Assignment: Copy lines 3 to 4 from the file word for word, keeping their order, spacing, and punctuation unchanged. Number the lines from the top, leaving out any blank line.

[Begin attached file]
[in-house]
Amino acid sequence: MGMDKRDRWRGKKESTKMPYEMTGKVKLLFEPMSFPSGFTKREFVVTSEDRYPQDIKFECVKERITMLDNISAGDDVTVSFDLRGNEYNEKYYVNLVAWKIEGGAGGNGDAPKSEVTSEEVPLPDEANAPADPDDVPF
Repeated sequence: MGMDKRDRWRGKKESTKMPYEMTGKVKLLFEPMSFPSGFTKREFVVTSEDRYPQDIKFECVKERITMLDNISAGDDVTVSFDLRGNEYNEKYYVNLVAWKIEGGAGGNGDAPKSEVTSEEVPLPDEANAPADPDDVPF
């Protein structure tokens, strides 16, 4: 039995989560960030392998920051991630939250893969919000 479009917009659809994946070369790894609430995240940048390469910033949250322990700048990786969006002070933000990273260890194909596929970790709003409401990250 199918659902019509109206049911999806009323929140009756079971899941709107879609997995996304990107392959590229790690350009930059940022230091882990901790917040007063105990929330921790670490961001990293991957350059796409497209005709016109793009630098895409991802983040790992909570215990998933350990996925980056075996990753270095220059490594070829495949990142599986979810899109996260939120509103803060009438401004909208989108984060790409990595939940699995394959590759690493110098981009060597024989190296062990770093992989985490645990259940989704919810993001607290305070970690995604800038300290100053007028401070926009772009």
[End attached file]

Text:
Repeated sequence: MGMDKRDRWRGKKESTKMPYEMTGKVKLLFEPMSFPSGFTKREFVVTSEDRYPQDIKFECVKERITMLDNISAGDDVTVSFDLRGNEYNEKYYVNLVAWKIEGGAGGNGDAPKSEVTSEEVPLPDEANAPADPDDVPF
């Protein structure tokens, strides 16, 4: 039995989560960030392998920051991630939250893969919000 479009917009659809994946070369790894609430995240940048390469910033949250322990700048990786969006002070933000990273260890194909596929970790709003409401990250 199918659902019509109206049911999806009323929140009756079971899941709107879609997995996304990107392959590229790690350009930059940022230091882990901790917040007063105990929330921790670490961001990293991957350059796409497209005709016109793009630098895409991802983040790992909570215990998933350990996925980056075996990753270095220059490594070829495949990142599986979810899109996260939120509103803060009438401004909208989108984060790409990595939940699995394959590759690493110098981009060597024989190296062990770093992989985490645990259940989704919810993001607290305070970690995604800038300290100053007028401070926009772009």